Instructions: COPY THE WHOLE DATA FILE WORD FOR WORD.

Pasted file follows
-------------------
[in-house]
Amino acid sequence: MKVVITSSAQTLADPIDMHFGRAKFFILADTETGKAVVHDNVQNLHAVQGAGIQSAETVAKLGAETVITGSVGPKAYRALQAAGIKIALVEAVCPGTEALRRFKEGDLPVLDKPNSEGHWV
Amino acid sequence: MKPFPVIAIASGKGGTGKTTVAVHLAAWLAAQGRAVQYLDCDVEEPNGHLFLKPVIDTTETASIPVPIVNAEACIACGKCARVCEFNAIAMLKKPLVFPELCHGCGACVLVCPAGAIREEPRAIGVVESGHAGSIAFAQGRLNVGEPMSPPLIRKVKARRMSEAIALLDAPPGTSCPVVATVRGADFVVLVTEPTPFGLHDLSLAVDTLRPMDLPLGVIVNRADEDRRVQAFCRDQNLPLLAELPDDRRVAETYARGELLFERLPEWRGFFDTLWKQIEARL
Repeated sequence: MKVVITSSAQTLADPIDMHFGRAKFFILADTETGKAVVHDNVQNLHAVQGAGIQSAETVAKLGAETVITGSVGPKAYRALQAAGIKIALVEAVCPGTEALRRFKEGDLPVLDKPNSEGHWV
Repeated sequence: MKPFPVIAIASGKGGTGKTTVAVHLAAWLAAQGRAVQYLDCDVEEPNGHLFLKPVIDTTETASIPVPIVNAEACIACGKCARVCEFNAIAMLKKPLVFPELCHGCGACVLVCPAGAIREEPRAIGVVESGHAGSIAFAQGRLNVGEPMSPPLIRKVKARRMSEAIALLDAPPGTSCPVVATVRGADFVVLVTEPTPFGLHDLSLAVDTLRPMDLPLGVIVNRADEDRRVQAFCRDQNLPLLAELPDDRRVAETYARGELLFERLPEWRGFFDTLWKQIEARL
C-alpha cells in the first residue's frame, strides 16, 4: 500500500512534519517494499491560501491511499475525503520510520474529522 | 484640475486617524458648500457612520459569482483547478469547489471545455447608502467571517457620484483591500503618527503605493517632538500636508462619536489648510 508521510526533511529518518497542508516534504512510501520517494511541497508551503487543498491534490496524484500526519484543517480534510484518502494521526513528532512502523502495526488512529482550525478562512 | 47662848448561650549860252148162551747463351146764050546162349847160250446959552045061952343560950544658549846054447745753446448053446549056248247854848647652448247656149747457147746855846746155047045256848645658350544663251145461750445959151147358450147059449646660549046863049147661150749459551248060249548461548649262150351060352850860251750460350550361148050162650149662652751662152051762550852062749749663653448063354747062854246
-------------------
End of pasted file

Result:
[in-house]
Amino acid sequence: MKVVITSSAQTLADPIDMHFGRAKFFILADTETGKAVVHDNVQNLHAVQGAGIQSAETVAKLGAETVITGSVGPKAYRALQAAGIKIALVEAVCPGTEALRRFKEGDLPVLDKPNSEGHWV
Amino acid sequence: MKPFPVIAIASGKGGTGKTTVAVHLAAWLAAQGRAVQYLDCDVEEPNGHLFLKPVIDTTETASIPVPIVNAEACIACGKCARVCEFNAIAMLKKPLVFPELCHGCGACVLVCPAGAIREEPRAIGVVESGHAGSIAFAQGRLNVGEPMSPPLIRKVKARRMSEAIALLDAPPGTSCPVVATVRGADFVVLVTEPTPFGLHDLSLAVDTLRPMDLPLGVIVNRADEDRRVQAFCRDQNLPLLAELPDDRRVAETYARGELLFERLPEWRGFFDTLWKQIEARL
Repeated sequence: MKVVITSSAQTLADPIDMHFGRAKFFILADTETGKAVVHDNVQNLHAVQGAGIQSAETVAKLGAETVITGSVGPKAYRALQAAGIKIALVEAVCPGTEALRRFKEGDLPVLDKPNSEGHWV
Repeated sequence: MKPFPVIAIASGKGGTGKTTVAVHLAAWLAAQGRAVQYLDCDVEEPNGHLFLKPVIDTTETASIPVPIVNAEACIACGKCARVCEFNAIAMLKKPLVFPELCHGCGACVLVCPAGAIREEPRAIGVVESGHAGSIAFAQGRLNVGEPMSPPLIRKVKARRMSEAIALLDAPPGTSCPVVATVRGADFVVLVTEPTPFGLHDLSLAVDTLRPMDLPLGVIVNRADEDRRVQAFCRDQNLPLLAELPDDRRVAETYARGELLFERLPEWRGFFDTLWKQIEARL
C-alpha cells in the first residue's frame, strides 16, 4: 500500500512534519517494499491560501491511499475525503520510520474529522 | 484640475486617524458648500457612520459569482483547478469547489471545455447608502467571517457620484483591500503618527503605493517632538500636508462619536489648510 508521510526533511529518518497542508516534504512510501520517494511541497508551503487543498491534490496524484500526519484543517480534510484518502494521526513528532512502523502495526488512529482550525478562512 | 47662848448561650549860252148162551747463351146764050546162349847160250446959552045061952343560950544658549846054447745753446448053446549056248247854848647652448247656149747457147746855846746155047045256848645658350544663251145461750445959151147358450147059449646660549046863049147661150749459551248060249548461548649262150351060352850860251750460350550361148050162650149662652751662152051762550852062749749663653448063354747062854246